On 14 May 2019, the Court of Justice of the European Union (CJEU) rendered a judgment requiring all Member States to require employers to setup and maintain a system for recording their employees’ working hours. What is this obligation based on and what are its consequences for employers in the Netherlands?
Question from a national court
The judgment was prompted by a national dispute between Spanish trade union CCOO and Deutsche Bank. In a class action before the Spanish courts, the trade union demanded that Deutsche Bank be required to introduce a system to record staff working hours, to enable verification of Deutsche Bank’s compliance with the stipulated working times and its observance of its national obligation to send overtime information to the employee representative bodies on a monthly basis. At the time, Deutsche Bank had a system that could only record full-day absenteeism rather than the number of hours and overtime hours worked by each employee.
When the case was brought before the Spanish court it was referred to the CJEU for a preliminary ruling. The purpose of the questions asked was to determine whether Spanish legislation, which did not provide for such a mandatory registration system, was contrary to European law.
The CJEU emphasises that the Charter of Fundamental Rights of the European Union gives workers a fundamental right to enjoy daily rest periods and maximum weekly working hours. This obligation was developed further in the Working Time Directive and the Occupational Safety Framework Directive. The Member States must incorporate the provisions of these directives into their national law to ensure that this fundamental right is safeguarded for their workers.
Without an objective and reliable record of the number of hours worked per day and per week, it is impossible to check whether the rules on working hours are being observed and extremely difficult, if not impossible, for workers to enforce their rights. An obligation to record only overtime, or giving employees the option to prove their working hours later, by providing evidence thereof, is insufficient in this context. Without a registration system, even an inspectorate cannot exercise proper supervision.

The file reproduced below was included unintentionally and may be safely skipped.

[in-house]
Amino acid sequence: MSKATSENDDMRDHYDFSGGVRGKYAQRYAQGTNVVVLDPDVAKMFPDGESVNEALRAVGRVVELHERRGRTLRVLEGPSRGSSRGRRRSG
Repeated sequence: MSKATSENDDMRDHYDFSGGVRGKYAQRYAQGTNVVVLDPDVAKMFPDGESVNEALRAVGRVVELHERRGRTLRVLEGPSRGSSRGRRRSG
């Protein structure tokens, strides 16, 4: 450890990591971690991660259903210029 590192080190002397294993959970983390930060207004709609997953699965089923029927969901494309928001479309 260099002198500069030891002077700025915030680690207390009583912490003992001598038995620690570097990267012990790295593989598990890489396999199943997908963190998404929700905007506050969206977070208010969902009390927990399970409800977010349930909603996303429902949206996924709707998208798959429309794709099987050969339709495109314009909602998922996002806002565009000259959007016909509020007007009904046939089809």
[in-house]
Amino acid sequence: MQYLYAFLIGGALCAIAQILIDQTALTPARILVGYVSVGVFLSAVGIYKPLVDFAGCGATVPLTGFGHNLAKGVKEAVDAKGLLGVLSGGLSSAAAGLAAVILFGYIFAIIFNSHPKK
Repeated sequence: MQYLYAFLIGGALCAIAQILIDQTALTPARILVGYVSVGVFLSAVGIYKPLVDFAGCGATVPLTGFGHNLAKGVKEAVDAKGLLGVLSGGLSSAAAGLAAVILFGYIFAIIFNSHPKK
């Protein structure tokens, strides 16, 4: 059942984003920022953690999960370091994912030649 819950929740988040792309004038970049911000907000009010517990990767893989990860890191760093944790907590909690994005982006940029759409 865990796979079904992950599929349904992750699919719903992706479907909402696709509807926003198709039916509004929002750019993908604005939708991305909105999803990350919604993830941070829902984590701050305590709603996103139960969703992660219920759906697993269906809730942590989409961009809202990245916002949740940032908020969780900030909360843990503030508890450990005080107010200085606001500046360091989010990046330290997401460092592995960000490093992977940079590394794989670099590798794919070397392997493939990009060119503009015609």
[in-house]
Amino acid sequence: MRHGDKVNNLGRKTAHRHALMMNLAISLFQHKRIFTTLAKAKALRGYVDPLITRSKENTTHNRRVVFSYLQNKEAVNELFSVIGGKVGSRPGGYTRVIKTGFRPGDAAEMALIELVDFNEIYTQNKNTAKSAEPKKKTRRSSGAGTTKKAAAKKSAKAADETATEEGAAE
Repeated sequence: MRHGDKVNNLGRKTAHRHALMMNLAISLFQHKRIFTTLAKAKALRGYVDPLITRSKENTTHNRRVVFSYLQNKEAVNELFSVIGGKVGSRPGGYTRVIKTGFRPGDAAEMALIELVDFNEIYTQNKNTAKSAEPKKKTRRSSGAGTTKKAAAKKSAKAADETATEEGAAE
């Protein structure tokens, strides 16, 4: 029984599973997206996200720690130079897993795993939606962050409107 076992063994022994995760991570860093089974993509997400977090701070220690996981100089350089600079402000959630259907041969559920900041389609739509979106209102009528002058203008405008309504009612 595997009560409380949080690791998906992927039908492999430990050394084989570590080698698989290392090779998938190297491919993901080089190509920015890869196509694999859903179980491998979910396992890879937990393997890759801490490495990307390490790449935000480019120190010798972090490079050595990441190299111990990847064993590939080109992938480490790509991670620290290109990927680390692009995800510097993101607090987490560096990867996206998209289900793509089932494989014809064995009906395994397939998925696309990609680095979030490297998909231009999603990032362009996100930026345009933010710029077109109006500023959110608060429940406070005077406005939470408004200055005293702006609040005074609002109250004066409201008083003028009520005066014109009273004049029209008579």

The CJEU holds that, therefore, Member States must require employers to set up an objective, reliable and accessible system enabling the duration of time worked each day by each worker to be measured. It is for the Member States to define the specific arrangements for implementing such a system, in particular the form that it must take, having regard, as necessary, to the particular characteristics of each sector of activity concerned, or the specific characteristics of certain undertakings concerning, inter alia, their size The national legislature has some discretion in this, however.
Finally, the CJEU points out that the Member States’ obligation to take measures to comply with European obligations applies not only to the public authorities in the Member States but also, to a certain extent, to the courts. This means that national established case law that is contrary to the objectives of European legislation must be amended.
In the Netherlands, the Working Hours Act (Arbeidstijdenwet) requires employers to keep proper records of work and rest periods. The purpose of this is to facilitate supervision of compliance with the Working Hours Act and the regulations based on it. This obligation means that, in any case, the times of starting and finishing the work and the breaks in between must be recorded. Hours equivalent to working hours, such as hours of sick leave and holidays, must also be recorded. As special rules apply to specific categories of persons, the identity of the employee must also be indicated. In some sectors, such as road transport, further regulations apply. Violation of this obligation may result in a fine of up to EUR 10,000 per employee, possibly to be increased in the event of repeated non-compliance. Finally, the registration requirements and the substantive rules concerning working hours do not apply to employees who earn at least three times the minimum wage.
The question is whether this means that the Dutch legislature is fully compliant with the CJEU’s instructions to define specific arrangements for implementing the system. After all, apart from the requirement to keep proper records of working hours, the standards to be satisfied by such a system have not been specified in general. Under the Dutch Working Hours Act, how employers record working hours is, in principle, for them to decide; further regulations only apply in specific sectors, such as road transport and mining.
All Member States will have to comply with the Court’s judgment and verify that their legislation complies with the guidance provided by the Court. In Member States whose employers are not yet subject to a registration obligation, the legislation will have to be amended. The courts in those Member States will have to find a solution, in line with the European rules to the greatest possible extent, for any disputes that may arise in this context, until the amendments have been made.
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